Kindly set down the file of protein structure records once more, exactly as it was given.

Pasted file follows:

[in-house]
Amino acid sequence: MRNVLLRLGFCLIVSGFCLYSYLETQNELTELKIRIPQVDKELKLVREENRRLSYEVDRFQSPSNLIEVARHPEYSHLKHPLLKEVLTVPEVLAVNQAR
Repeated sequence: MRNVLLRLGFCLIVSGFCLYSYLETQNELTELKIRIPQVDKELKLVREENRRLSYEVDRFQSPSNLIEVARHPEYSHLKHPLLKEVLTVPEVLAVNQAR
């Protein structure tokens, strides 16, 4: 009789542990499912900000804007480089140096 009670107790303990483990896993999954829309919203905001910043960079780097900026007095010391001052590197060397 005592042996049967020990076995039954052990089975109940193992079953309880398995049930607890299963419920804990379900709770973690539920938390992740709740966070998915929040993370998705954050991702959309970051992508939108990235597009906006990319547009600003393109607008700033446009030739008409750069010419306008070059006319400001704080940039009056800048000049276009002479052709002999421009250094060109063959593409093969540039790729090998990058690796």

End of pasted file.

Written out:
[in-house]
Amino acid sequence: MRNVLLRLGFCLIVSGFCLYSYLETQNELTELKIRIPQVDKELKLVREENRRLSYEVDRFQSPSNLIEVARHPEYSHLKHPLLKEVLTVPEVLAVNQAR
Repeated sequence: MRNVLLRLGFCLIVSGFCLYSYLETQNELTELKIRIPQVDKELKLVREENRRLSYEVDRFQSPSNLIEVARHPEYSHLKHPLLKEVLTVPEVLAVNQAR
């Protein structure tokens, strides 16, 4: 009789542990499912900000804007480089140096 009670107790303990483990896993999954829309919203905001910043960079780097900026007095010391001052590197060397 005592042996049967020990076995039954052990089975109940193992079953309880398995049930607890299963419920804990379900709770973690539920938390992740709740966070998915929040993370998705954050991702959309970051992508939108990235597009906006990319547009600003393109607008700033446009030739008409750069010419306008070059006319400001704080940039009056800048000049276009002479052709002999421009250094060109063959593409093969540039790729090998990058690796």